It may all be slipping away from Sprint after all. At CTIA Wireless 2008 in Las Vegas, the company said the transition of its Xohm WiMax service from the current soft launch in Baltimore, Washington, DC and Chicago to full rollout, which was expected this month, is on hold.
Electronista says the delay is not due to technology, while Ars Technica says it is due to a lack of backhaul capacity. Sources say the launch now is expected during the summer.
Of course, the first truism of technical rollouts is that they won't happen on time. (The second is that they will be over budget.) WiMax could still work out for Sprint. The company still could sign the reported deal with cable operators. CEO Dan Hesse was said to have been pushing to have the deal in place by the show. The fact that it didn't happen doesn't mean that it won't. It either makes sense for the parties involved or it doesn't, and a few days either way shouldn't make a difference. It is fair to point out, however, that Sanford C. Bernstein analyst Dan Moffett was quoted in The Washington Post sounding as if he doesn't expect the deal to get done.
Regardless of the fate of Xohm, there is no doubt that a 4G wireless standard will emerge. It's equally certain that it will be IP-based and use orthogonal frequency division modulation (OFDM). Those are both attributes of WiMax and Long Term Evolution (LTE), the approach that is getting a lot of good publicity -- and signing a number of deals -- these days. Earlier this week, I posted a blog that suggested that the two standards may eventually coalesce. A few more disappointments, however, and the playing field may tilt more fully toward LTE and its vendors.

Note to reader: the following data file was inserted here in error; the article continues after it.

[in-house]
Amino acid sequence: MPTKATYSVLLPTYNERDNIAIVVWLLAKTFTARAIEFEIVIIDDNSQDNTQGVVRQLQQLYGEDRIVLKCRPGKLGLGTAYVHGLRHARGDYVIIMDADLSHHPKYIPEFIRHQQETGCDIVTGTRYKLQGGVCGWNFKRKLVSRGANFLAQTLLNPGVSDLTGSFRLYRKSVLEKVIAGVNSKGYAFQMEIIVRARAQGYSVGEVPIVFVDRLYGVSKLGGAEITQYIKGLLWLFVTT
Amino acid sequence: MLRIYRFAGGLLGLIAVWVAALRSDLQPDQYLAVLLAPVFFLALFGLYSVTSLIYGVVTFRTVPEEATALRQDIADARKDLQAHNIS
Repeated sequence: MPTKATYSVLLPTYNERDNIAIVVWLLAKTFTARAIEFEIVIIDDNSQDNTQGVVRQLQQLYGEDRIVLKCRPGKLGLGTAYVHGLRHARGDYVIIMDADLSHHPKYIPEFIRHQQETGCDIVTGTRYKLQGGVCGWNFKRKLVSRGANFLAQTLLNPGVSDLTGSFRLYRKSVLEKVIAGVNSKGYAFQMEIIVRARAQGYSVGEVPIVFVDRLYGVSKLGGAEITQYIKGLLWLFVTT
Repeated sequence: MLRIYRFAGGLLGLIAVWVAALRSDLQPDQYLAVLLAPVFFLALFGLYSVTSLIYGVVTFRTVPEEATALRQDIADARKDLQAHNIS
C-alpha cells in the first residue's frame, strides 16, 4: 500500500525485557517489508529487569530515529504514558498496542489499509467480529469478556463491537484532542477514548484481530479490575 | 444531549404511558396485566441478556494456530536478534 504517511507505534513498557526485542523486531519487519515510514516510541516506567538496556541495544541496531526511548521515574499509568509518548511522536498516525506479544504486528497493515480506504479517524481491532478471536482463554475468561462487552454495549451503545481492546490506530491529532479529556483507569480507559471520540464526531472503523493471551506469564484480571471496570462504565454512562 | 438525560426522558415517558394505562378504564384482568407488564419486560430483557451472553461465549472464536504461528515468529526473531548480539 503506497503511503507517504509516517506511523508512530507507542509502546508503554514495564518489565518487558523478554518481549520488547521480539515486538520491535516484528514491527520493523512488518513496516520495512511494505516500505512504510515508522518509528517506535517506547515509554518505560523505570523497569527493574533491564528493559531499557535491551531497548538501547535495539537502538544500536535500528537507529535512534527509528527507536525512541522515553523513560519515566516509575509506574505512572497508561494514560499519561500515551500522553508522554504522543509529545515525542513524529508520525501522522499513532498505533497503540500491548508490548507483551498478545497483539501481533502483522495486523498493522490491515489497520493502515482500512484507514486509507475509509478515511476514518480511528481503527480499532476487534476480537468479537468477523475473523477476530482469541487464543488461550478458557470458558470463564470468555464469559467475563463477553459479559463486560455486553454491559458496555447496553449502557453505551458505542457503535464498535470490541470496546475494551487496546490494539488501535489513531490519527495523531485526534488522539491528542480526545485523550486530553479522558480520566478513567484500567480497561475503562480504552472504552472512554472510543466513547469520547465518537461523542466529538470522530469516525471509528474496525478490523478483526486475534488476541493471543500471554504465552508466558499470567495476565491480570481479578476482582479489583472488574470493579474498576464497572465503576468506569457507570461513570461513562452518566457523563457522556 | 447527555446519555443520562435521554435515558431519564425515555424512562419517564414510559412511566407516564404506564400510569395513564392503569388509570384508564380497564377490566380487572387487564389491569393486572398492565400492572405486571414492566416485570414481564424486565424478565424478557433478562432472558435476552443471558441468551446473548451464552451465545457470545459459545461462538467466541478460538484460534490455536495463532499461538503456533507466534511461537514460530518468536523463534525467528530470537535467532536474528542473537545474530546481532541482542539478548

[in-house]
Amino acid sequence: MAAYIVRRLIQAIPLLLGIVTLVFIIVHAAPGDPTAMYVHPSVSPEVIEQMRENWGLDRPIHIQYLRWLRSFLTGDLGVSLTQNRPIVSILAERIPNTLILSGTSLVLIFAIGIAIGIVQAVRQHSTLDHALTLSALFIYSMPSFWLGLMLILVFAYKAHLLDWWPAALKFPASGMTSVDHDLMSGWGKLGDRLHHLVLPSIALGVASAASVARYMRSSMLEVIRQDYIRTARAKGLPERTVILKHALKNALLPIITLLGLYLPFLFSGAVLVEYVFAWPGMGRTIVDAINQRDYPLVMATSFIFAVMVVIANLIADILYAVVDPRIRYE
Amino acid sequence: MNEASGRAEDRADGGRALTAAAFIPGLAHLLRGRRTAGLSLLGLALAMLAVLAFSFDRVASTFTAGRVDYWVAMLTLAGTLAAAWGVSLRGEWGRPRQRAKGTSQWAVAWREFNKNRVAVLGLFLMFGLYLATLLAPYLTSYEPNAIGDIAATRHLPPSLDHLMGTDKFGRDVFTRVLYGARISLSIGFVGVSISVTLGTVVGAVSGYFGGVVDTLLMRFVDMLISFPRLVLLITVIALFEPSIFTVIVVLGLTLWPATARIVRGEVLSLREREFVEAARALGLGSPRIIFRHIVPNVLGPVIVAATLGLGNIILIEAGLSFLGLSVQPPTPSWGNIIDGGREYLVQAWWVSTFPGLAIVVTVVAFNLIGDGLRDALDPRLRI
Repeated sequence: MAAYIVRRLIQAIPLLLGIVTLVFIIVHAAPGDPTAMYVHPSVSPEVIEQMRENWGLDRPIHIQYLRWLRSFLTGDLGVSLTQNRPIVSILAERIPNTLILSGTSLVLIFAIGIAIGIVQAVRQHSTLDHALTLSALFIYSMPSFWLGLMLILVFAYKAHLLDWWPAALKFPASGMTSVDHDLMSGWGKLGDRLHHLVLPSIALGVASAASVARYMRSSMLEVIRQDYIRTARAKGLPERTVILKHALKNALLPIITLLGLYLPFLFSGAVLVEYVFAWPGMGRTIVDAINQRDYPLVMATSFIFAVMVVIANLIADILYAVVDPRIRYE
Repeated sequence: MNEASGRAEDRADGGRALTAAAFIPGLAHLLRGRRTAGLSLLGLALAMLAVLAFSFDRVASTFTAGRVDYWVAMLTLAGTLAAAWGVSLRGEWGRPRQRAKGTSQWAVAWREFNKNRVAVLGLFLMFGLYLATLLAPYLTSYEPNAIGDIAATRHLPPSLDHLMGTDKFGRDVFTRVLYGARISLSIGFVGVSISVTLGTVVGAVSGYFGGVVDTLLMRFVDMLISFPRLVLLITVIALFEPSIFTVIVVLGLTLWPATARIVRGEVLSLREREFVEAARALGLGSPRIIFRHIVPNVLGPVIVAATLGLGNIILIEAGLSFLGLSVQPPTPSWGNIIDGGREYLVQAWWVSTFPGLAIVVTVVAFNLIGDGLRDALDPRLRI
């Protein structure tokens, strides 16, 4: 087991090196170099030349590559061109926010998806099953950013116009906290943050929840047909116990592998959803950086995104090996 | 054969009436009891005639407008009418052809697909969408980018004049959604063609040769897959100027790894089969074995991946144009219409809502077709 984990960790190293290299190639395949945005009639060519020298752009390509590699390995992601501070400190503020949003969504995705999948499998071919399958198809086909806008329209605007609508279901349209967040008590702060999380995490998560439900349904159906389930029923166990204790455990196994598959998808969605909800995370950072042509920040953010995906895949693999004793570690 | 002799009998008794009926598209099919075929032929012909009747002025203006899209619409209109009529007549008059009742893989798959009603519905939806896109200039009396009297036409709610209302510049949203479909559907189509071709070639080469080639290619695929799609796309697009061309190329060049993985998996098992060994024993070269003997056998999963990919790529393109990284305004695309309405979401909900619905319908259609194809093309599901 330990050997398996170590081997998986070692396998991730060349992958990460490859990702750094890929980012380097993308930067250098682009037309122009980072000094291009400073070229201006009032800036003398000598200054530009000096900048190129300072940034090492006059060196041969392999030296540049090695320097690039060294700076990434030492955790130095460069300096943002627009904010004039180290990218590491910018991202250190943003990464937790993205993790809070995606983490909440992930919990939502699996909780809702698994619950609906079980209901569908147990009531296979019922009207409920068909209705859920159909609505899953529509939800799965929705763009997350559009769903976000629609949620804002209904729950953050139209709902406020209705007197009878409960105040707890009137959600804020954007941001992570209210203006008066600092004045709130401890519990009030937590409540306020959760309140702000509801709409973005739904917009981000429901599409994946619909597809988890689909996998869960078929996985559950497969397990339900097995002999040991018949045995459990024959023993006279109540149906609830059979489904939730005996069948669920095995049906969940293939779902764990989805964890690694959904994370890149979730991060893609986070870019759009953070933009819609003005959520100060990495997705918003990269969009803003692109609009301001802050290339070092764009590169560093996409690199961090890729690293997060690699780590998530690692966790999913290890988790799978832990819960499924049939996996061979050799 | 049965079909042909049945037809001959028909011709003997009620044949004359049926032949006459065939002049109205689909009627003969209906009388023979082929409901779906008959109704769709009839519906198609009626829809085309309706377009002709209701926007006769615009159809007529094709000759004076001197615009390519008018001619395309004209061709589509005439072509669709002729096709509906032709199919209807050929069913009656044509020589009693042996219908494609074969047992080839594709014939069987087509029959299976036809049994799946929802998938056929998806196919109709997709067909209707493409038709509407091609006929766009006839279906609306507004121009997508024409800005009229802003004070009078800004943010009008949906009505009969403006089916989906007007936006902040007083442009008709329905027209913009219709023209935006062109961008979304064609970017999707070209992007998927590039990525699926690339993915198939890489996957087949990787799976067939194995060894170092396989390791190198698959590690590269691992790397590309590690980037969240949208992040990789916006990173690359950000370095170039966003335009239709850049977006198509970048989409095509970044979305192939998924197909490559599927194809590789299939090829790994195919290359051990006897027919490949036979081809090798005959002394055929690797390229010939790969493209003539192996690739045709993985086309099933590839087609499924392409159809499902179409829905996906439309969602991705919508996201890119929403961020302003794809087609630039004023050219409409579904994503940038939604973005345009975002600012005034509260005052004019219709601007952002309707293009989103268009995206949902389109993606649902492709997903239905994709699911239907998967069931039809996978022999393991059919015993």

But WiMax and Sprint are not synonymous. There are WiMax deals getting announced, albeit much lower-profile deals. Late last month, for instance, the U.S. Department of Agriculture announced that it had approved a $267 million loan to Denver provider Open Range Communications to offer WiMax to 518 communities in 17 states.
Another little-known company, Craig Wireless, made WiMax news this week by selecting Alcatel-Lucent gear for its WiMax network in Palm Springs, Calif. On the hardware side, the deal includes base stations, wireless access controllers and an operations center. Alcatel-Lucent also is providing design, planning and installation services for the project, which the story says is the first commercial deployment in North America of Alcatel-Lucent WiMax gear.
Also this week, Charles Street Partners, also backed by the USDA's Rural Development arm, said its operating companies will use WiMax gear from Nortel to serve customers in rural areas of Georgia and Florida. The operating companies are Bay Broadband and Transcend Broadband.
The bottom line here is that WiMax and Sprint WiMax are two different things. Clearly, a massive high-profile rollout by the carrier would be big news and a boon to the platform's proponents. But even if it doesn't happen, it doesn't mean WiMax is dead.